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|Title:||The influence of visual models and instructional methods on the development of students' graphic representations|
|Author(s):||Langan, Jean Lynn|
|Doctoral Committee Chair(s):||Hardiman, George W.|
|Department / Program:||Art Education|
|Degree Granting Institution:||University of Illinois at Urbana-Champaign|
Education, Curriculum and Instruction
Education, Philosophy of
|Abstract:||The purpose of this study was to investigate the graphic representational strategies of fifth grade students, and the instructional methods that demonstrated positive influence on those graphic representations. Direct modeling from visual models and the modeling of drawing behavior as an instructional method was investigated.
The population of the study was N = 80 fifth grade students. Equal numbers of male and female subjects were tested, M = 40, F = 40. The mean age was 11.8 years. The independent variables were dimension (two- or three-) and instructional method (video or no video). Age and gender were also factored. In drawing condition one, subjects were provided with a two-dimensional model, no modeling (video) instruction, pencil and paper. In drawing condition two, subjects were provided with a two-dimensional model, modeling (video) instruction, pencil and paper. In condition three, the subjects were provided with a three-dimensional model, no modeling (video) instruction, pencil and paper. In condition four, the subjects were provided with a three-dimensional model, modeling (video) instruction, pencil and paper. The dependent variables measured in the graphic representations were (1) projectivity; (2) occlusion; and (3) temporal order.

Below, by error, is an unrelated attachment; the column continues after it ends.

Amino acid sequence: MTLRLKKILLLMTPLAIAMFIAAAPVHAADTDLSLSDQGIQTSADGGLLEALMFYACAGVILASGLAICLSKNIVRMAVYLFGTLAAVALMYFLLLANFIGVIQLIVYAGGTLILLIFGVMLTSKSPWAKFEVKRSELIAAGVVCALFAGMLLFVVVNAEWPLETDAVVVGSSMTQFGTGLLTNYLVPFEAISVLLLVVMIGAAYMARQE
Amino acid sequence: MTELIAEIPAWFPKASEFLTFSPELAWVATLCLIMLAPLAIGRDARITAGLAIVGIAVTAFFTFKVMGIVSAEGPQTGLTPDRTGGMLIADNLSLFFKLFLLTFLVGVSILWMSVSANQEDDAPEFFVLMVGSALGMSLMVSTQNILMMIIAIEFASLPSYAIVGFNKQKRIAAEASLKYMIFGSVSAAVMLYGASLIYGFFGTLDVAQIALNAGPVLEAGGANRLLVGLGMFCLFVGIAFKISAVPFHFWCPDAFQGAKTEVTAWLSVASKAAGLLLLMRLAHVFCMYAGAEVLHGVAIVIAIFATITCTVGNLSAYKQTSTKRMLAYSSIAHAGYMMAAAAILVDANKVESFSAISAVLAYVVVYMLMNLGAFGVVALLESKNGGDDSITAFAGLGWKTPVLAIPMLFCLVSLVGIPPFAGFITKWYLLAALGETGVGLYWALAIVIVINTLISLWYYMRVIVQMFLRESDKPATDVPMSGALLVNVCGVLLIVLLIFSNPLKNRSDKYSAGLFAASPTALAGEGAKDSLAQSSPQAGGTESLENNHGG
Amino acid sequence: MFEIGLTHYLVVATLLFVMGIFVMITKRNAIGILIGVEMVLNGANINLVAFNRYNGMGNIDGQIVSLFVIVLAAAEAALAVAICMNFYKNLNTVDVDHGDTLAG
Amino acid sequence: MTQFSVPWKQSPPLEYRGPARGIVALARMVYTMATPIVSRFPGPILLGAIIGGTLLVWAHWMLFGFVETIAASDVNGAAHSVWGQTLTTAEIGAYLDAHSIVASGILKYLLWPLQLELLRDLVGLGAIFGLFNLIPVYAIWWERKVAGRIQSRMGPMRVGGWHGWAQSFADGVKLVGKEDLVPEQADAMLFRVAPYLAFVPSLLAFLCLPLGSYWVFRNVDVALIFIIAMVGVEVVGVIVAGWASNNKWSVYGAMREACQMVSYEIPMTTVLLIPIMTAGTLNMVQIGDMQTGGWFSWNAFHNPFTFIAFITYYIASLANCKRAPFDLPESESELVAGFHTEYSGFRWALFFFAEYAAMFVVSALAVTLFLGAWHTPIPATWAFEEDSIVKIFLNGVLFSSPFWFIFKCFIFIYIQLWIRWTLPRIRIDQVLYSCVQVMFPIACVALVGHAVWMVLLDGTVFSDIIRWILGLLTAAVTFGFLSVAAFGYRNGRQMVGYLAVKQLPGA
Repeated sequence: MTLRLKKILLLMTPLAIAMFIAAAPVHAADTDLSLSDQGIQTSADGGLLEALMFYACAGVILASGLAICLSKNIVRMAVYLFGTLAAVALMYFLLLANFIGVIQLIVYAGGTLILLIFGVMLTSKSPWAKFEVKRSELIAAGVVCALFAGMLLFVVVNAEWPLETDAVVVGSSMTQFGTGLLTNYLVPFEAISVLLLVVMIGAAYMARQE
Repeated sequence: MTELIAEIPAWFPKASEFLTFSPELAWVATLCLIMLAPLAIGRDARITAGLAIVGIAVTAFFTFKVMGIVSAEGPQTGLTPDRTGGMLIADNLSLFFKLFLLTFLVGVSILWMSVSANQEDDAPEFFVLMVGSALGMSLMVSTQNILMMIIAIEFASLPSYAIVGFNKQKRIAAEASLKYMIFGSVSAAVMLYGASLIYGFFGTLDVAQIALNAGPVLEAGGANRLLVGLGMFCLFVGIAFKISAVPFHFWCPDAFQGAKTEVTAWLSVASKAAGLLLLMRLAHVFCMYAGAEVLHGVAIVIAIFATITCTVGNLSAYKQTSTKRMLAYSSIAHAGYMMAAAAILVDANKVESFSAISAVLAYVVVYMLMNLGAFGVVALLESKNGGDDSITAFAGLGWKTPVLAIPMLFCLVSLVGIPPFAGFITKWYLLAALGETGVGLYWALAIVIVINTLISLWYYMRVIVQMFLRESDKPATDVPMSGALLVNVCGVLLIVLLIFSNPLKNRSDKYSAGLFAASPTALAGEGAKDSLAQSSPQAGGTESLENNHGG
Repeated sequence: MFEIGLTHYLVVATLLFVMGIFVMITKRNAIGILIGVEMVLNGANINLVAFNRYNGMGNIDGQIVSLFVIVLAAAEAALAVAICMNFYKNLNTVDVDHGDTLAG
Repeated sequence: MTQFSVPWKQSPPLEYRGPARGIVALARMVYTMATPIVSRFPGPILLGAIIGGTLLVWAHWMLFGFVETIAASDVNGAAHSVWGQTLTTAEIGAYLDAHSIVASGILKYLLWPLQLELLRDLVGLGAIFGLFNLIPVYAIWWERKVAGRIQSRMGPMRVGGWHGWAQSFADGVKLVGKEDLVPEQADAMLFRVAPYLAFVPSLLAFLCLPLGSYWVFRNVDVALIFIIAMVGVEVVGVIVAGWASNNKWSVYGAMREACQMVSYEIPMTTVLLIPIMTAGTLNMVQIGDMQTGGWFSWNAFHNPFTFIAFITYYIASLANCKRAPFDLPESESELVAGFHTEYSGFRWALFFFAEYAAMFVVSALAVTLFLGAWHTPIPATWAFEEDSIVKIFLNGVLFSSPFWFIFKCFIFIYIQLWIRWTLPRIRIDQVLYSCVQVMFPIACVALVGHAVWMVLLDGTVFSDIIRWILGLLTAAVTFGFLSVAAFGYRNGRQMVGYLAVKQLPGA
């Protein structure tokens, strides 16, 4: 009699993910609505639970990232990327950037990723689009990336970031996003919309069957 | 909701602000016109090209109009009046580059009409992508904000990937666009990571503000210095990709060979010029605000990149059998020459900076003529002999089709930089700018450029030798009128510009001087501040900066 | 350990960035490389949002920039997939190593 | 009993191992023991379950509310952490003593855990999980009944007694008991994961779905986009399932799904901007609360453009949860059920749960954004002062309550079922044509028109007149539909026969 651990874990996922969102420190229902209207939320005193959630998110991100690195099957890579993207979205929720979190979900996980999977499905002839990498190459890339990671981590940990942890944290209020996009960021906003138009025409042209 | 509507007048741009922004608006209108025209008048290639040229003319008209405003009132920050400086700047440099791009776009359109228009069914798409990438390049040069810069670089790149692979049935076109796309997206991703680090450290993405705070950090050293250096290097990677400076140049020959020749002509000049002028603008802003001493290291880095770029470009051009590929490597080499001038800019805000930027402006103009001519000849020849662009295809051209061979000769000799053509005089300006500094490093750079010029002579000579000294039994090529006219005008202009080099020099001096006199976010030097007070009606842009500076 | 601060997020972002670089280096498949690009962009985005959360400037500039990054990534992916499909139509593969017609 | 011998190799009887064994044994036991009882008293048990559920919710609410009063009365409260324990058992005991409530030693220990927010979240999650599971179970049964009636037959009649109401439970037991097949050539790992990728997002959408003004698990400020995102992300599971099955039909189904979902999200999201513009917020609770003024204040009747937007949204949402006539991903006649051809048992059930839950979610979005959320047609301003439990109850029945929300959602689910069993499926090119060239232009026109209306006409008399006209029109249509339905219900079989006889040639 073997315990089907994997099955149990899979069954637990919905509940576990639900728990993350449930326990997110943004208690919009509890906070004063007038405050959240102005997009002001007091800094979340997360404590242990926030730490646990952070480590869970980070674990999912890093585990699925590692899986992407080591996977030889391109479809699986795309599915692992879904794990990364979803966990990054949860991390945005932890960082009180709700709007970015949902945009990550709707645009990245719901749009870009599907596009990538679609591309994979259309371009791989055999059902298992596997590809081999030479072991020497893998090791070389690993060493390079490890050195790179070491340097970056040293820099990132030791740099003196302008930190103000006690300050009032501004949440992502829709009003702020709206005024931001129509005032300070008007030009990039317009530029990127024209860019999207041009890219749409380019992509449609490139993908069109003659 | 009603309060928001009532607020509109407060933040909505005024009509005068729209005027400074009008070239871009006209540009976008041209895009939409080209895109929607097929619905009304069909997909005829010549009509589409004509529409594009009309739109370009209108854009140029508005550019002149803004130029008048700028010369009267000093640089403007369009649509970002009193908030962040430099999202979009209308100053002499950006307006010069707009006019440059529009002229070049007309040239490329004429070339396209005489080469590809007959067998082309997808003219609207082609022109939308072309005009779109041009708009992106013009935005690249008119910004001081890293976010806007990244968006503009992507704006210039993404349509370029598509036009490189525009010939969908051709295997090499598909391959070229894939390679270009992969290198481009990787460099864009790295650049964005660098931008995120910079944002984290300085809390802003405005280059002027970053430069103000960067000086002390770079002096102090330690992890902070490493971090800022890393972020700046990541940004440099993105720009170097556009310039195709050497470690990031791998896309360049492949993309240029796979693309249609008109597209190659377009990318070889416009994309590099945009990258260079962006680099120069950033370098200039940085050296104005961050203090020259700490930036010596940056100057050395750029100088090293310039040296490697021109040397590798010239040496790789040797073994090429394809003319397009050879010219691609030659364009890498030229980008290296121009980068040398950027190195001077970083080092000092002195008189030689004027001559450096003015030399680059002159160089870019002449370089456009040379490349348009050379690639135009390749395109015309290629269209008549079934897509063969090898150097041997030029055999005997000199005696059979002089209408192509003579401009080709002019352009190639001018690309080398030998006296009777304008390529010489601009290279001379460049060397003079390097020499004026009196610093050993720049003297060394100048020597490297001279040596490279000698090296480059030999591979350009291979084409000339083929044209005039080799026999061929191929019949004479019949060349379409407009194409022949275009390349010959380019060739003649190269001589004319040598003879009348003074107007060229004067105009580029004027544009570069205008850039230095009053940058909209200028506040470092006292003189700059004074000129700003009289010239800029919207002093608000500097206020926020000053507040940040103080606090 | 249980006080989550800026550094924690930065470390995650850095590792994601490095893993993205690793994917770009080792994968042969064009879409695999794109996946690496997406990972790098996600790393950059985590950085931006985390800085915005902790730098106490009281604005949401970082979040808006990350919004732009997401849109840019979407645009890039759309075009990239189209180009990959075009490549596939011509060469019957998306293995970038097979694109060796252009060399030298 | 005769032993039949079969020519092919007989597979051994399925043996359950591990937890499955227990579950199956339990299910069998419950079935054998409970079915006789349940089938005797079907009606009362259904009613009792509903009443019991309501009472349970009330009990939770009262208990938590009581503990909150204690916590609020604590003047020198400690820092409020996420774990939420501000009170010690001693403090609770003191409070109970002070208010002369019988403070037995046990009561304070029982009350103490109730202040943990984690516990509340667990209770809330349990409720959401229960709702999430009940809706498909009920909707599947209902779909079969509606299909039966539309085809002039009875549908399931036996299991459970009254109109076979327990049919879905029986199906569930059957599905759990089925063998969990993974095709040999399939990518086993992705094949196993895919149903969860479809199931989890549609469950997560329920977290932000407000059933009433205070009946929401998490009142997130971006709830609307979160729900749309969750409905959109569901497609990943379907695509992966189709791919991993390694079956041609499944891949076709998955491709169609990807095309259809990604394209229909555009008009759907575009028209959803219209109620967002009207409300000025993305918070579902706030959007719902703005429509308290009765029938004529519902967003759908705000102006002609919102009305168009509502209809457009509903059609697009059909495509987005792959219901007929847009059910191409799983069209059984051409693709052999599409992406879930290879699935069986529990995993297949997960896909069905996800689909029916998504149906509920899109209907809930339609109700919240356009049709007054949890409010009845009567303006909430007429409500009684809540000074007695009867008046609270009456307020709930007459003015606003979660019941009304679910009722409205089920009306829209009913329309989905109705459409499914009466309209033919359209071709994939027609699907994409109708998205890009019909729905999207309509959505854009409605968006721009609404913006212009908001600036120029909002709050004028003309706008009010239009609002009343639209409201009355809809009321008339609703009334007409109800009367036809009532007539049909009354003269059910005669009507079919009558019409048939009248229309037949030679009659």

A 2 x 2 repeated measures design was used. An analysis of variance was used to determine projectivity and occlusion scores. Kendall's Tau Coefficient was used to determine the results of temporal order. The ANOVA showed dimension, occlusion and temporal order scores to be significant from Drawing 1 to Drawing 2. There were no main effects or interaction. Age and gender were not shown to be significant factors in themselves.
The video treatment had a powerful influence on the drawing performance, particularly in the category of temporal order. Placement, location of objects and proportion were demonstrated to improve (conform to the realism of the still life). Projectivity and occlusion scores also increased with the highest scores in the condition of the two-dimensional visual model crossed with modeling instruction (video).
|Rights Information:||Copyright 1995 Langan, Jean Lynn|
|Date Available in IDEALS:||2011-05-07|
|Identifier in Online Catalog:||AAI9543640|
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